ATLANTA, GA (August 30, 1999) -- This past weekend I had the privilege of helping staff The Motley Fool booth at the "Managing Your Money" conference in Atlanta. The Gardner brothers came down and broadcasted their radio show live from our booth, and they gave a talk at the end of the program. I was pulled in for one minute at the end of the radio show and was able to speak somewhat coherently (I think) in spite of how terrified I was. It was great to talk to my fellow Atlanta Fools, and I found two people that have actually read my column. I'd like to thank all of you who stopped by and talked to us; it was great meeting you in person.

Across from our booth was a group from Waterhouse Securities. They were a great bunch of guys, and we had a discussion about buying the first share. As Fools have noted in our message board, they only charge $12 for the trade and no fee for the certificate. The Waterhouse guys told me that they have Dividend Reinvesting and there is no need to set up a Drip account if you buy that first share from them. I asked if they allowed monthly Optional Cash Purchases (OCPs) in those companies. Ooops!

Having realized the Error Of Their Ways, they recanted, slightly. They said if you bought a company that paid dividends, but you didn't want to make OCPs, you could reinvest the dividends at no charge. OK, that sounds fine to me. I even won a set of golf balls at their drawing. (They'll look nice at the bottom of some golf course pond.)

One Fool I met liked Drips because they are "the lazy man's way of investing." No trades to worry about, the whole thing goes on autopilot. I have to agree that, with automatic investments, there's not a whole lot to think about once the account is started.

What items came up repeatedly? Mutual funds. A lot of people wanted to know why we didn't like them. It's not that mutual fund managers don't know what they are doing, it's what they work against. Because of diversification requirements, mutual funds can only invest so much of their funds in any one stock. As a fund gets larger, it can have trouble purchasing or selling the stock without affecting its price. While you can buy as much of Intel (Nasdaq: INTC) as you want, Fidelity Magellan Fund can't without artificially causing the price of that stock to jump. When you sell your Intel position, nothing really happens. If a large mutual fund unloads all of its position in one stock, that stock's price will plummet before all the shares are sold.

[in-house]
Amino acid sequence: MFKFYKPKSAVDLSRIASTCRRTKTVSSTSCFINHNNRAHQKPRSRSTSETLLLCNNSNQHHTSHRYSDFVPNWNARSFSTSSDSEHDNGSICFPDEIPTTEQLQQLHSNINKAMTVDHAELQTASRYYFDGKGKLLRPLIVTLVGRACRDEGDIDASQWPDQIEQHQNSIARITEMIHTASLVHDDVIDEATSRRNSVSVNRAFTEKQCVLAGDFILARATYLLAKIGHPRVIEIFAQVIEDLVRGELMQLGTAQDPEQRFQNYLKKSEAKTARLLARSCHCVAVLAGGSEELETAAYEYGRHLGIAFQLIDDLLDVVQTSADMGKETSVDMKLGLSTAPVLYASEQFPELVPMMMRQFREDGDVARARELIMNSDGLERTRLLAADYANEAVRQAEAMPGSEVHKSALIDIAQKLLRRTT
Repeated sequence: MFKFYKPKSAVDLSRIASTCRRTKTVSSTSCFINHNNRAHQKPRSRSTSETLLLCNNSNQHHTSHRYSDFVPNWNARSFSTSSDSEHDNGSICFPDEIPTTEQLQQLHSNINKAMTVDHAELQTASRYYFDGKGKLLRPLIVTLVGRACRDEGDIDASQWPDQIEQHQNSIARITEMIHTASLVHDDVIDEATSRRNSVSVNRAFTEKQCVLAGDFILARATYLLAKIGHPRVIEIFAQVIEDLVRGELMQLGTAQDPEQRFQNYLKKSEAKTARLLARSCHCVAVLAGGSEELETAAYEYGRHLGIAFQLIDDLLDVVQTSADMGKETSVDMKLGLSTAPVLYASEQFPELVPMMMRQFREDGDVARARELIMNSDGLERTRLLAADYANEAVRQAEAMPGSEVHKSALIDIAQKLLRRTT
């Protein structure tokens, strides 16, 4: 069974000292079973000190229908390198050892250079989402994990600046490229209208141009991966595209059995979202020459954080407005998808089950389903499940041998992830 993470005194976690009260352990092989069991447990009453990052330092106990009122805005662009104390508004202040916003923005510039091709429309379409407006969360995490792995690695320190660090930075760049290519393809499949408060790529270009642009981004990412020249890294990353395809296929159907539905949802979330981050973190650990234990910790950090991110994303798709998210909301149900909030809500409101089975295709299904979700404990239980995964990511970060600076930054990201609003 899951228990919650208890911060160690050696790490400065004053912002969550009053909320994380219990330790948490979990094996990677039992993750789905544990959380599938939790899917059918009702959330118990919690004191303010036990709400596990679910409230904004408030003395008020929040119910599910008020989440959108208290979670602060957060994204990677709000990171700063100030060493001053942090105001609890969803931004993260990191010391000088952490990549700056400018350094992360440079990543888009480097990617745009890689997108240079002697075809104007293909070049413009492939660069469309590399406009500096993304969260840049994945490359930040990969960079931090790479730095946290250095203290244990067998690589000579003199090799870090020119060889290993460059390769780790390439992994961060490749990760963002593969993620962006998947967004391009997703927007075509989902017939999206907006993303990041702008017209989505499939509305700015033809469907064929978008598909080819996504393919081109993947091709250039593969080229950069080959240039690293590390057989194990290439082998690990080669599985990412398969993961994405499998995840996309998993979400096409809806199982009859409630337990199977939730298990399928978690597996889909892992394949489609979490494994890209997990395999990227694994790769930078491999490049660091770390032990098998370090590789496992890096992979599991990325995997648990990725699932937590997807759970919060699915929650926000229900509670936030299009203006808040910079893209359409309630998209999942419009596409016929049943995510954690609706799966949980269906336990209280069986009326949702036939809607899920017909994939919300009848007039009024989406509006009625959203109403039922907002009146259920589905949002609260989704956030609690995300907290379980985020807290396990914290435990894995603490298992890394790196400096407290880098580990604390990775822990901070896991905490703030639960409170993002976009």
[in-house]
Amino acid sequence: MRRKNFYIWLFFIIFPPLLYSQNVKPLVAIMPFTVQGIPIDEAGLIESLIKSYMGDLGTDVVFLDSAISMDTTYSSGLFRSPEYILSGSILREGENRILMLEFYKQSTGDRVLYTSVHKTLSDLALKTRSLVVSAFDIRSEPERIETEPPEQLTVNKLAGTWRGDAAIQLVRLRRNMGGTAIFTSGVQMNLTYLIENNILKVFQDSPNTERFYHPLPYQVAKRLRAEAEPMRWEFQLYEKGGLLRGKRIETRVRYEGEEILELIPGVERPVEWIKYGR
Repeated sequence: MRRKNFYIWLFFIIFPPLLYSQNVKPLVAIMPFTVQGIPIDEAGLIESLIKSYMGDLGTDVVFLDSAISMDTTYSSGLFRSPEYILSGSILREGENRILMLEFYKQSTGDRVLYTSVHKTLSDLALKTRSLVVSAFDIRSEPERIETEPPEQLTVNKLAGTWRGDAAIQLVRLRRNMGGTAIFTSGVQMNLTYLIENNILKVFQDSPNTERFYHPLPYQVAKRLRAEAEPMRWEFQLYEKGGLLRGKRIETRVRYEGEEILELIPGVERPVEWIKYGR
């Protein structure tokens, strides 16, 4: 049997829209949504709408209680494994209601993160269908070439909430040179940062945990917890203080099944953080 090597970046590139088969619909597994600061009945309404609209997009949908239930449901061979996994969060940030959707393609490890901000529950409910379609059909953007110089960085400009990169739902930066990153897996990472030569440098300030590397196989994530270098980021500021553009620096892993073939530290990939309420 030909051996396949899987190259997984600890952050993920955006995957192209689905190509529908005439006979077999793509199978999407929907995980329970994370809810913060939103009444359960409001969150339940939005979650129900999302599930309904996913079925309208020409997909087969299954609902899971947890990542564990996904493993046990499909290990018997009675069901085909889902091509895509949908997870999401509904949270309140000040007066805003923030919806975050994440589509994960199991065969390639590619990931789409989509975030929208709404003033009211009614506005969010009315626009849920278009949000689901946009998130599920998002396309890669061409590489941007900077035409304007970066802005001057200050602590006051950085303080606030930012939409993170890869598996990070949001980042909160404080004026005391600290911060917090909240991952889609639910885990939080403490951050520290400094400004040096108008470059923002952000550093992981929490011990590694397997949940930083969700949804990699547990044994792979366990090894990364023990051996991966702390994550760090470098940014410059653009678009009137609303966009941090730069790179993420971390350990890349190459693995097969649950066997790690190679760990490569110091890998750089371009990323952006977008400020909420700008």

I was surprised by how many of us made the same mistakes. Here are some of them:

  • Investing in front-end-loaded mutual funds.
  • Putting money into "investments" sold by life insurance agents.
  • Buying stocks in companies we knew nothing about because we saw something mentioned about them somewhere.
  • Trying to get rich quick by short-term trading.
A lot of questions came up about retirement and taxes. For those still curious, check out these links for answers to your tax questions and retirement questions. Plus, the Fool will have much more on retirement later this fall.

One display that impressed me was from This site provides a whole set of tools for buying real estate. I was able to get a property report on my home, with its expected annual increase in value, and how long I need to stay in to break even when I sell.

Since last week's column on buying the first share, a few things came to me by e-mail and the message boards. Fool Trevar pointed out that E*Trade and other brokers often charge a fee for issuing certificates. So, check that out before you buy. E*Trade charges $5, but others can be quite high. Also, two other sources of the first share came up: First Share and the National Association of Investors Corporations (NAIC).

First share works as a cooperative; members sell the first share of a company to each other from their Drip accounts. For this, you have to become a member ($40) and you pay a fee for each transaction ($10). It's a little bit more complex than I have room to write about here, so check out their website.

The NAIC has a good plan, too. For a $7 fee and the price of the first share of the stock, they will enroll you in a Drip. Take a look at the list of companies in their plan to see if any interest you.

As a final note, let me quote Fool Trevar: "Yes, it is kind of amazing how many different ways there are to get started Drip-ping. And it's also amazing how newcomers take every word published on the TMF site (the articles, that is) as though it's the right way or the only way. Investing via Drips is a complicated topic -- companies change their plans, transfer agents impose fees or remove fees, there are many ways to do the same thing, etc. Using your articles to repeatedly refer people to the boards seems like a smart strategy because they can then post the questions that are specific to their situation and hopefully receive good answers."

That pretty well wraps everything up: In Fooldom, we learn from each other. To participate, visit the message boards linked at the top right of this page.